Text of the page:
The Displacement Collection features acrylic furniture in cautionary colours
Beijing-based design studio Cometabolism attempts to reactivate industrial components and obscure their functions in different environments.
Ahead of its first solo exhibition in Shanghai later this year, here is a look at a project by one of Beijing’s most exciting up-and-coming design duos.
The “Displacement” Collection is a long-term art project by Cometabolism Studio, which serves as an expansion of its series titled “Mixed Public-Private Boundary”.
In a similar vein, it aims to blur the boundaries between public and private by incorporating industrial components and obscuring their functions in unexpected spaces.
They include stainless steel elements, which the designers have used to secure sheets of bright orange acrylic together creating furniture with various functions.
“The concept of this new collection aims to discuss how objects exist, statically or dynamically in spaces,” they explain.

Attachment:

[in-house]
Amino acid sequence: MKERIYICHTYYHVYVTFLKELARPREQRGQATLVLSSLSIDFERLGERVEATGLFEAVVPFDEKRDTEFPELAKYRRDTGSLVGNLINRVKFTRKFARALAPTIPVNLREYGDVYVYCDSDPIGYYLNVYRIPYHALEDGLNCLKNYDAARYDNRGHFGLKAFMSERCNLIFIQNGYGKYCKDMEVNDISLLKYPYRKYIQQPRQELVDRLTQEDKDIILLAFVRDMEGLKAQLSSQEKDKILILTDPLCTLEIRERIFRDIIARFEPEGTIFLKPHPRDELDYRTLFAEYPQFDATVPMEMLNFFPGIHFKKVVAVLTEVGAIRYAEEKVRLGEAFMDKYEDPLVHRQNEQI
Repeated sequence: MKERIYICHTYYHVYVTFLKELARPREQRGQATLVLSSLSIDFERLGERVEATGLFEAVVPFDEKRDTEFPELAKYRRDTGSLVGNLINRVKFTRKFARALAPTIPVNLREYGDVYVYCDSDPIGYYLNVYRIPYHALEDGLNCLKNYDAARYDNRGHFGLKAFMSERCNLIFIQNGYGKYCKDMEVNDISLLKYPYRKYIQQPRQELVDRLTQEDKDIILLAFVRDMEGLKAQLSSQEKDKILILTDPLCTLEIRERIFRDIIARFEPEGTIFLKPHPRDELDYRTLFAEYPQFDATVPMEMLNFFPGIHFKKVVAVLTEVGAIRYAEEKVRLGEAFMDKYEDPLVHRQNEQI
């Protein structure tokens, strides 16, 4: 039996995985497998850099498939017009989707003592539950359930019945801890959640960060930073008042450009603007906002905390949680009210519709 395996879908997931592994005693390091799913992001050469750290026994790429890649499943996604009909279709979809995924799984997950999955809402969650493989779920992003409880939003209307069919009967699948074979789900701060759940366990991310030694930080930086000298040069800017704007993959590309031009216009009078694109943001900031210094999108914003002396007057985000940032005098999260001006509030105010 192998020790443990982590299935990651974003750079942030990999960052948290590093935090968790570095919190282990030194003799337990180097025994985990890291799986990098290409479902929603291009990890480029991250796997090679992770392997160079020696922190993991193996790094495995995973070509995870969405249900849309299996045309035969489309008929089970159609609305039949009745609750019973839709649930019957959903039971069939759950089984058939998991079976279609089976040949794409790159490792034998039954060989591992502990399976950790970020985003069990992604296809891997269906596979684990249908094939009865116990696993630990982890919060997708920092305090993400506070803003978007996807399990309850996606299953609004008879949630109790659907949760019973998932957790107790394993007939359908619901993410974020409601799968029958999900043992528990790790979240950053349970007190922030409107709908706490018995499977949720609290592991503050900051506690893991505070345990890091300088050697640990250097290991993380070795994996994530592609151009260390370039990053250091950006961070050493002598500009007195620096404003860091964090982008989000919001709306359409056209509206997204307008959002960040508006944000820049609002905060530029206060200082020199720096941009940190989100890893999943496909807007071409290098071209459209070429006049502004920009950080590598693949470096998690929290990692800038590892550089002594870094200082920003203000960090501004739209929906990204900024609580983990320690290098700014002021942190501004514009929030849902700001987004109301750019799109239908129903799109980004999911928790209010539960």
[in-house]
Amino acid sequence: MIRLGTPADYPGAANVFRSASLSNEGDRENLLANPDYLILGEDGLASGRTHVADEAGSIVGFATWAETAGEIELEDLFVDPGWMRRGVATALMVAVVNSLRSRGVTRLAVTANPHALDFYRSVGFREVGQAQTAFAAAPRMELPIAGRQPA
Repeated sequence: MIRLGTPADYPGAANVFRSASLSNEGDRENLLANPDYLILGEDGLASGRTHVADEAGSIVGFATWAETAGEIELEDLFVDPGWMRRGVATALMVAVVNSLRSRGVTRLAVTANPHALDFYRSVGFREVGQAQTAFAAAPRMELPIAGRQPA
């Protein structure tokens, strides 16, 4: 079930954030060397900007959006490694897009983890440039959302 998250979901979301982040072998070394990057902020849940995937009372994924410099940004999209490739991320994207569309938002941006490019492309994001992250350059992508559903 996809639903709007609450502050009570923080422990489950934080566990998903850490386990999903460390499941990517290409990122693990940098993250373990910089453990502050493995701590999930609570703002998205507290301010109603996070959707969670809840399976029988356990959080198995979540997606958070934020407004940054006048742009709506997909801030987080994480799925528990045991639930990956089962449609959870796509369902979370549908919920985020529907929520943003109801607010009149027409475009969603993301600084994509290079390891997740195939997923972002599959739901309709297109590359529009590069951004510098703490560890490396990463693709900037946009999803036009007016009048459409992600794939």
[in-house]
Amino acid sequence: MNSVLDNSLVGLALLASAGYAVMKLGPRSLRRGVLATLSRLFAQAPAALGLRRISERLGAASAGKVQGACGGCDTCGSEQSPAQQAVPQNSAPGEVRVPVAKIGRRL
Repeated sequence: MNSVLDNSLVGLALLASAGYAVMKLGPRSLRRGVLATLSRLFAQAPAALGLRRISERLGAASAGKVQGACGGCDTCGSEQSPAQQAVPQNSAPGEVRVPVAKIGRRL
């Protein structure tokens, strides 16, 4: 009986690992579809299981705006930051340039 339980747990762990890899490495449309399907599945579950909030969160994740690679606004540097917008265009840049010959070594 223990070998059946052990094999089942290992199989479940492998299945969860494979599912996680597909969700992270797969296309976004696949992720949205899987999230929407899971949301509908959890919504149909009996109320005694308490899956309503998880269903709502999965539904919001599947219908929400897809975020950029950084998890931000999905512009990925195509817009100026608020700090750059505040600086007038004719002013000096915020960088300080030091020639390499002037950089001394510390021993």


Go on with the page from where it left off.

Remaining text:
“[It] amalgamates the dimension of time into space, creating a series of new art pieces to fit in a world filled with varieties and uncertainties.”
The Displacement collection includes a shelf that doubles as a side table made up of polycarbonate panels in different sizes. Together they form a two-tiered compartment, which sits atop a speckled base.
The ‘Displacement Bench’ echoes the same aesthetic, this time with multiple rhombus-shaped pieces fixed together to create a row of seats.
The final piece in the collection is a mirror, which features an arch-shaped mirror decorated with squiggly pieces of acrylic fixed to mini LED strip lights and stainless steel boxes.
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These objects are screaming “look at me!”
The Displacement Collection took approximately 2 months to complete and draws on several manufacturing techniques including laser cutting to shape the acrylic and sand-mould casting for the stainless steel.
Whilst these are obvious to the naked eye, a little less so is are the symbolic colour choices, which play a significant part in underlining the meaning behind the collection.
“High-saturation blue and orange are often used for warnings and reminders in public spaces, such as street signs and warning tapes, building protection nets, etc.,” explains Zhang Ning, co-founder of Cometabolism studio.
“We hope to use those colors to remind the viewer to notice everyday objects and industrial objects that we ignore in our daily life.”
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